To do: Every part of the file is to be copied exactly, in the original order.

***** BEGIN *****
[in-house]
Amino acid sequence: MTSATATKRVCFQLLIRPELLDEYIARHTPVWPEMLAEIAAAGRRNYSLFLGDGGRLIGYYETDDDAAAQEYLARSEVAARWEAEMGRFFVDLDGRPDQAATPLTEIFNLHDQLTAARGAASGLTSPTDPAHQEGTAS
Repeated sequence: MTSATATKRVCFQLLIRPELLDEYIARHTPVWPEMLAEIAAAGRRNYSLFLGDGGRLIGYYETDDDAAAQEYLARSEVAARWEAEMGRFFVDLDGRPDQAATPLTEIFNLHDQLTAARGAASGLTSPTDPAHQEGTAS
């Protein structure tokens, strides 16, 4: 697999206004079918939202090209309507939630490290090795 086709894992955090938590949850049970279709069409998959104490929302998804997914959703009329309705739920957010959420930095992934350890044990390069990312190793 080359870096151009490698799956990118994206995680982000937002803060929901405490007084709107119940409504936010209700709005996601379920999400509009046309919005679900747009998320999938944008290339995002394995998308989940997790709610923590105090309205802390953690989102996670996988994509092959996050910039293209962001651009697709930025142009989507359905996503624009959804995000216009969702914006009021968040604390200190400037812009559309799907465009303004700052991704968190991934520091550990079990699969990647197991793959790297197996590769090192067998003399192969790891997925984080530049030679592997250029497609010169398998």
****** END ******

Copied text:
[in-house]
Amino acid sequence: MTSATATKRVCFQLLIRPELLDEYIARHTPVWPEMLAEIAAAGRRNYSLFLGDGGRLIGYYETDDDAAAQEYLARSEVAARWEAEMGRFFVDLDGRPDQAATPLTEIFNLHDQLTAARGAASGLTSPTDPAHQEGTAS
Repeated sequence: MTSATATKRVCFQLLIRPELLDEYIARHTPVWPEMLAEIAAAGRRNYSLFLGDGGRLIGYYETDDDAAAQEYLARSEVAARWEAEMGRFFVDLDGRPDQAATPLTEIFNLHDQLTAARGAASGLTSPTDPAHQEGTAS
């Protein structure tokens, strides 16, 4: 697999206004079918939202090209309507939630490290090795 086709894992955090938590949850049970279709069409998959104490929302998804997914959703009329309705739920957010959420930095992934350890044990390069990312190793 080359870096151009490698799956990118994206995680982000937002803060929901405490007084709107119940409504936010209700709005996601379920999400509009046309919005679900747009998320999938944008290339995002394995998308989940997790709610923590105090309205802390953690989102996670996988994509092959996050910039293209962001651009697709930025142009989507359905996503624009959804995000216009969702914006009021968040604390200190400037812009559309799907465009303004700052991704968190991934520091550990079990699969990647197991793959790297197996590769090192067998003399192969790891997925984080530049030679592997250029497609010169398998």